As anyone who has been immersed in the madness that is the SXSW Interactive festival can tell you, there was a palpable obsession in Austin last week for the latest news in design and technology. Everyone wanted to know what the cool new thing is going to be, and when they can start integrating and playing with it. But there was a distinct lack of discussion around how individuals and companies can really grow their own innovation at home.
Combing through the hundreds of classes at SXSW, there were myriad opportunities for engineers to learn the ins and outs of the hot technologies, and countless rooms packed with user experience (UX) professionals discussing the latest trends in design. But you didn’t see these folks talking to each other, and there weren’t many structured opportunities to do so.
That we continue to overlook this fundamental relationship between design and engineering may be one of the biggest problems in the software world today.
It’s easy to fall into the track of thinking that says, “I’m an engineer, I need to learn more engineer stuff” and “I’m a designer, so I need to learn more UX stuff.” I get it — we live in a world of specialization, and we are trying to be better specialists. However, the value of that specialization is fundamentally determined by the ability to get those people to talk to one another, to challenge each other’s limits and to get amazing things done. Let’s face it — engineers and designers are different types of people who speak a different language, and this doesn’t usually happen without some effort and structure.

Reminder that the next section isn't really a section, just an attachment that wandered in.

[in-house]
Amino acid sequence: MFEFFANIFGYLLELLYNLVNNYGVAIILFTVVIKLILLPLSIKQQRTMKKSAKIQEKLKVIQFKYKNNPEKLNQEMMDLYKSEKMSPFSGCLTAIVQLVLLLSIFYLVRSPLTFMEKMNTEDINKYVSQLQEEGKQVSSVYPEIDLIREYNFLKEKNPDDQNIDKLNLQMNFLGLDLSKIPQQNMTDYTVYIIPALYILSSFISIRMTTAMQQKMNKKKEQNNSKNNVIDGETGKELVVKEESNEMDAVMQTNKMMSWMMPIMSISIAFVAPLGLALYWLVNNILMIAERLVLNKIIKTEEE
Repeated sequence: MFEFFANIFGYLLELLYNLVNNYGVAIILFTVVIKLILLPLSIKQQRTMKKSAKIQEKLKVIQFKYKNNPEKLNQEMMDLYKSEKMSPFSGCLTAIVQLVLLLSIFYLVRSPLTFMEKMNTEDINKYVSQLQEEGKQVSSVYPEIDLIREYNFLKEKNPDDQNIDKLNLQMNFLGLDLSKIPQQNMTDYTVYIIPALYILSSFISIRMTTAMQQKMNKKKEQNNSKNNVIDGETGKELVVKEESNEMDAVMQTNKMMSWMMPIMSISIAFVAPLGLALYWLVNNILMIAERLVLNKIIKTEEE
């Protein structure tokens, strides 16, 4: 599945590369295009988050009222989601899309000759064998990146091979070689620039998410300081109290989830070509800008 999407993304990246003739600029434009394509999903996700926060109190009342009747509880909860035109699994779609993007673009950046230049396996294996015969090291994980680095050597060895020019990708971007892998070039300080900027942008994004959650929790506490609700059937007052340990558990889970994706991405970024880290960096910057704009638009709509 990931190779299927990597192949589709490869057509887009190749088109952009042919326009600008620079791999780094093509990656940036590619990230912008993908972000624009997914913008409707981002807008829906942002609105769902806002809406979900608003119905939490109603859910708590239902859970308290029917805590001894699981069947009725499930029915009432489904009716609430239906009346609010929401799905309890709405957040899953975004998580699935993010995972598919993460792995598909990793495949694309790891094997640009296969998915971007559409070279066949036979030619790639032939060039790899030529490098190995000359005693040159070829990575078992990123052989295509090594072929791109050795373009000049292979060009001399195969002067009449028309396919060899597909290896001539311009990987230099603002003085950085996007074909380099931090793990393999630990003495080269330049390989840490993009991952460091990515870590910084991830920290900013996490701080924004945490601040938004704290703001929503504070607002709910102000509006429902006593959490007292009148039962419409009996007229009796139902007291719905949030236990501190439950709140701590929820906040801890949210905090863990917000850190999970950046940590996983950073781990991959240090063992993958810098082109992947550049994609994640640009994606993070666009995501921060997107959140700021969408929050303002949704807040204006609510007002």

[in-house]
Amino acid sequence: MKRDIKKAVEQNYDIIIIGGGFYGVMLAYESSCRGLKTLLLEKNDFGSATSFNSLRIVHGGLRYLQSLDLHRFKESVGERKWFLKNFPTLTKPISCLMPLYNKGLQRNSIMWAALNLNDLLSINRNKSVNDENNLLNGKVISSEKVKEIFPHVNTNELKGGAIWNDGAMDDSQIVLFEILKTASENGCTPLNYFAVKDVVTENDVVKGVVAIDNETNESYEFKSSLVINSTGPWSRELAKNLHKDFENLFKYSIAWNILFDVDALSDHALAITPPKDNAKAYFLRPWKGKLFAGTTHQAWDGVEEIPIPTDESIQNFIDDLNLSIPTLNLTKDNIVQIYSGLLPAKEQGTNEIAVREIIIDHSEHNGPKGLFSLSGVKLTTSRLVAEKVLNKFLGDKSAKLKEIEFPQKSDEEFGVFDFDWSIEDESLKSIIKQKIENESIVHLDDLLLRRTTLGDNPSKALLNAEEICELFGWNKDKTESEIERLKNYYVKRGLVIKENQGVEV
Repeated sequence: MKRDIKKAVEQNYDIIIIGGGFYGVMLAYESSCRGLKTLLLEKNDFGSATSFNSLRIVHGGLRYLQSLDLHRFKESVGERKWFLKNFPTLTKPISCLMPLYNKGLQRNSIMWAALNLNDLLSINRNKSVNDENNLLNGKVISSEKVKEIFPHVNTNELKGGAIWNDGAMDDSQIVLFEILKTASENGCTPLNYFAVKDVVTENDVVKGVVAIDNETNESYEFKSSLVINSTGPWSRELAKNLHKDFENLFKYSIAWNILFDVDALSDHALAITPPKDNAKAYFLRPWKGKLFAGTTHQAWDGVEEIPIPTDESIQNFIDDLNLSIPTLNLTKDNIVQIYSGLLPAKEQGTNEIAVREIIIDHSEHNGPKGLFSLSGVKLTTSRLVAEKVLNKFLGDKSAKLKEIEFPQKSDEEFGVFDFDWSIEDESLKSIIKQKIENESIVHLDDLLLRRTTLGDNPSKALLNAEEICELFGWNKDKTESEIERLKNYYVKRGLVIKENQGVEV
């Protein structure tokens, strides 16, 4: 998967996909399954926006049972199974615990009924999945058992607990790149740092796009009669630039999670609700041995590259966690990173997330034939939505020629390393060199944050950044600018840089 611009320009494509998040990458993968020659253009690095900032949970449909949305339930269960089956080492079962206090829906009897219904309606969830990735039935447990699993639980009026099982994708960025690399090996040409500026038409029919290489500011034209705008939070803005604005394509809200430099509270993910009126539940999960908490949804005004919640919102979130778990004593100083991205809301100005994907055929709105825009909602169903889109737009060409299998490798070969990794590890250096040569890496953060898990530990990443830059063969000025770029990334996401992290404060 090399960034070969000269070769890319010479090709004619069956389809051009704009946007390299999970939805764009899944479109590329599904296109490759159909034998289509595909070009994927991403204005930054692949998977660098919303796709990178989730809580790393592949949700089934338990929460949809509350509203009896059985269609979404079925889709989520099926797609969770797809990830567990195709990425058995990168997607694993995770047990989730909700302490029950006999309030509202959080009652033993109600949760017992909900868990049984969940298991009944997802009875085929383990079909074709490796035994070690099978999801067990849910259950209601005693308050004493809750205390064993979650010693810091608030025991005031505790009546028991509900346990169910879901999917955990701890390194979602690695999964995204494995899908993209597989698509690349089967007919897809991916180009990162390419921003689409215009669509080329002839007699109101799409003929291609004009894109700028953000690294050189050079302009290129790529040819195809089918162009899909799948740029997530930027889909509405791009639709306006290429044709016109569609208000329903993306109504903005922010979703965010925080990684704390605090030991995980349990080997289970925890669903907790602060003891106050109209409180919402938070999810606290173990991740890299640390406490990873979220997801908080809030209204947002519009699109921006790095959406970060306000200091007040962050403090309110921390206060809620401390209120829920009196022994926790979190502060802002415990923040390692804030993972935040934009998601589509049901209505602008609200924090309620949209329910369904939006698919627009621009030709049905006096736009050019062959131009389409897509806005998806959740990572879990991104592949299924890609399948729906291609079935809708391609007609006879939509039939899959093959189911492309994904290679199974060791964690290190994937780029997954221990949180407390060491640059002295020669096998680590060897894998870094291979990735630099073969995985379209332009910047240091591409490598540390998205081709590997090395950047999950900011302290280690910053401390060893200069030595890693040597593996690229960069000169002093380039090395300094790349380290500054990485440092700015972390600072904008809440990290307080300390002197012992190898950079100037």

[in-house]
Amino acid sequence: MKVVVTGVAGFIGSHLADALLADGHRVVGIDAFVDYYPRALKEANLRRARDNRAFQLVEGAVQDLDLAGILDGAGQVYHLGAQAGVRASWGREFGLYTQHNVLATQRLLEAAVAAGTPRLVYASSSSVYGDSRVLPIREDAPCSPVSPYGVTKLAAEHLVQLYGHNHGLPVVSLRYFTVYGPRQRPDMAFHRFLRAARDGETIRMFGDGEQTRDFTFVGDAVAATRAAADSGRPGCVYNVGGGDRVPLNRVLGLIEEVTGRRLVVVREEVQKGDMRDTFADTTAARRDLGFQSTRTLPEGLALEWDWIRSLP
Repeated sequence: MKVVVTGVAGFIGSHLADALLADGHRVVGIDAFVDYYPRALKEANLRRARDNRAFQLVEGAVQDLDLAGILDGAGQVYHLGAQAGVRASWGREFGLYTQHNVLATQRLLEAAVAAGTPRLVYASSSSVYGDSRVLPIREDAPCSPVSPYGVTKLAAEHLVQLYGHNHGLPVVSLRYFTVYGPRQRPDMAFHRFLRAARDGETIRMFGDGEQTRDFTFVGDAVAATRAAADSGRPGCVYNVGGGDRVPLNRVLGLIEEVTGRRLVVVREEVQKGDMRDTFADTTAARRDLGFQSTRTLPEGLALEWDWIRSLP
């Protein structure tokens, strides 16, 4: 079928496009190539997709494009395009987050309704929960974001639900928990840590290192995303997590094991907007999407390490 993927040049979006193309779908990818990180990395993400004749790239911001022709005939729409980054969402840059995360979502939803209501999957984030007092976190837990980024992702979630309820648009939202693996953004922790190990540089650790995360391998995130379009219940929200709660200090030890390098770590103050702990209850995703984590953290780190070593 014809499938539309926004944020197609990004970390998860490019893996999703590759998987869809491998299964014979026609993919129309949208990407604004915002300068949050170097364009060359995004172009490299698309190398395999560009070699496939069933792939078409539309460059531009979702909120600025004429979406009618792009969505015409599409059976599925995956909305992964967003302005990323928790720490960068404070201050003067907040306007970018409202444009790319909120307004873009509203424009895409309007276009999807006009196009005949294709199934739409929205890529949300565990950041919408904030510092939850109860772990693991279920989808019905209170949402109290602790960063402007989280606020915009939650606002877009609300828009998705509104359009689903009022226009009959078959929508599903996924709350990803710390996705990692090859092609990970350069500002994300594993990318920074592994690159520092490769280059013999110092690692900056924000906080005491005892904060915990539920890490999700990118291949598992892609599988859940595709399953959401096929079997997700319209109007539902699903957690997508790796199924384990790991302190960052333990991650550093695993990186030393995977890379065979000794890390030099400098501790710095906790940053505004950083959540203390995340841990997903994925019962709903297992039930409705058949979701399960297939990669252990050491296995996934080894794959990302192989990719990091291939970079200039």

At the heart of every great technical innovation is a deeply entrenched partnership between design and development, yet we don’t spend much time figuring out how to nurture that relationship and maximize innovation. This is where we may be missing out on opportunities to elevate our products through the kind of innovation that can only happen when UX folks and engineers are working in harmony.
To paraphrase John Lasseter, of Pixar fame: Design challenges technology, and technology inspires design.
Put in a more pessimistic light: Design without technology is just a pretty picture, and technology without design is, well, not a pretty picture at all. Seems obvious, right?
Then why aren’t there more structured opportunities for engineers and UX designers to come together at one of the largest gatherings of tech and UX professionals in the world?
So I’m going to propose a new class for SXSW 2016: “UX, meet Engineering. Engineering, meet UX. You two should talk.”
Mason Foster is a seasoned user-experience (UX) leader with strong opinions, big ideas and a sensibility for getting things done. He is currently the director of UX at MuleSoft, a San Francisco-based company that makes it easy to connect applications, data and devices. Reach him @MuleSoft.
This article originally appeared on Recode.net.